- Bohringer, Christoph & Lange, Andreas, 2005. "On the design of optimal grandfathering schemes for emission allowances," European Economic Review, Elsevier, vol. 49(8), pages 2041-2055, November.
- George B. Roberts, Chairman, Universities-National Bureau Committee for Economic Research, 1960. "Demographic and Economic Change in Developed Countries," NBER Books, National Bureau of Economic Research, Inc, number univ60-2, March.
- Mikhail Golosov & Larry E. Jones & Michèle Tertilt, 2007.
"Efficiency with Endogenous Population Growth,"
Econometric Society, vol. 75(4), pages 1039-1071, 07.
- Mikhail Golosov & Larry E. Jones & Michèle Tertilt, 2006. "Efficiency with Endogenous Population Growth," Discussion Papers 05-012, Stanford Institute for Economic Policy Research.
- Mikhail Golosov & Larry E Jones & Michèle Tertilt, 2003. "Effciency with Endogenous Population Growth," Levine's Working Paper Archive 666156000000000310, David K. Levine.
- Mikhail Golosov & Larry E. Jones, 2004. "Efficiency with Endogenous Population Growth," 2004 Meeting Papers 8, Society for Economic Dynamics.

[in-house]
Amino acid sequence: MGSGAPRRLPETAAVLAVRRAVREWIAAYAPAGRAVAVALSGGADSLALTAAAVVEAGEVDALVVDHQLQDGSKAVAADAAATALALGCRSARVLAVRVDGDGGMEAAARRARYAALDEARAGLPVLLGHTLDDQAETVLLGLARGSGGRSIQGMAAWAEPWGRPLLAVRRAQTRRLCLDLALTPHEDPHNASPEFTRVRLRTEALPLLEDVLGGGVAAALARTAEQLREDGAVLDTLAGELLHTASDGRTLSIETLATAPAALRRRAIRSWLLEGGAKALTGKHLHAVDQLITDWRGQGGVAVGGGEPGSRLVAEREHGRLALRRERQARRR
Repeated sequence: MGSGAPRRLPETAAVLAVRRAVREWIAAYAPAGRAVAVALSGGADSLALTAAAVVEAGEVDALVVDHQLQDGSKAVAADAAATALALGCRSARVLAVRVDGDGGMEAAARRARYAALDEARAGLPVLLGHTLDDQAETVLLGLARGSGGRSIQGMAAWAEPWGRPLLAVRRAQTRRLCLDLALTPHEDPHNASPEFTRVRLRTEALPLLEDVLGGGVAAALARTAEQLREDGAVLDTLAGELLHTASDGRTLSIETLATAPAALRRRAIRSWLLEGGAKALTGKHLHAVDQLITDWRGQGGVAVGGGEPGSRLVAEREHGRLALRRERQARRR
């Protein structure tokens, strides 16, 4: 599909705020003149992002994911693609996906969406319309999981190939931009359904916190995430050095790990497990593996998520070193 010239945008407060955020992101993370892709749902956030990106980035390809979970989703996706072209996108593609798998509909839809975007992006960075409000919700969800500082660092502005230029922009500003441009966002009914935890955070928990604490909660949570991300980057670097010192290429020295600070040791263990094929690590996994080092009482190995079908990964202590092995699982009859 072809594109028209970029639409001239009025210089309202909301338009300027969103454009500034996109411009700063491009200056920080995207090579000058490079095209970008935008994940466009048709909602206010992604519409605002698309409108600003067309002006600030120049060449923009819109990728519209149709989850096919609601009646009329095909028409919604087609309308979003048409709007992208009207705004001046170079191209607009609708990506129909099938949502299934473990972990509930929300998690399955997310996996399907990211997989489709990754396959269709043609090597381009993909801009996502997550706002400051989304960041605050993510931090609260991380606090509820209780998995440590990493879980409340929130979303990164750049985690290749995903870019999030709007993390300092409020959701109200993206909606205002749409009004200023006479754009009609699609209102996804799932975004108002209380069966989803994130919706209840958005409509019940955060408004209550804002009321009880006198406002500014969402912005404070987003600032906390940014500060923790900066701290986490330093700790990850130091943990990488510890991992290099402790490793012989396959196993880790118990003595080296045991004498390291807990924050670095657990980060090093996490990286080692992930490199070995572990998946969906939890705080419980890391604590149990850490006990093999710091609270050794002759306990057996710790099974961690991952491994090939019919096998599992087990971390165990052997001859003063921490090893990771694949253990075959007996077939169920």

- Mikhail Golosov & Larry E. Jones & Michele Tertilt, 2004. "Efficiency with Endogenous Population Growth," NBER Working Papers 10231, National Bureau of Economic Research, Inc.
- Mikhail Golosov & Larry E. Jones & Michele Tertilt, 2004. "Efficiency with endogenous population growth," Working Papers 630, Federal Reserve Bank of Minneapolis.
- David de la Croix & Matthias Doepke, 2001.
"Inequality and Growth: Why Differential Fertility Matters,"
UCLA Economics Working Papers
803, UCLA Department of Economics.
- David de la Croix & Matthias Doepke, 2003. "Inequality and Growth: Why Differential Fertility Matters," American Economic Review, American Economic Association, vol. 93(4), pages 1091-1113, September.
- DE LA CROIX, David & DOEPKE, Matthias, 2001. "Inequality and Growth : Why Differential Fertility Matters," Discussion Papers (IRES - Institut de Recherches Economiques et Sociales) 2001008, Université catholique de Louvain, Institut de Recherches Economiques et Sociales (IRES).
- DE LA CROIX, David & DOEPKE, Matthias, . "Inequality and growth: why differential fertility matters," CORE Discussion Papers RP 1676, Université catholique de Louvain, Center for Operations Research and Econometrics (CORE).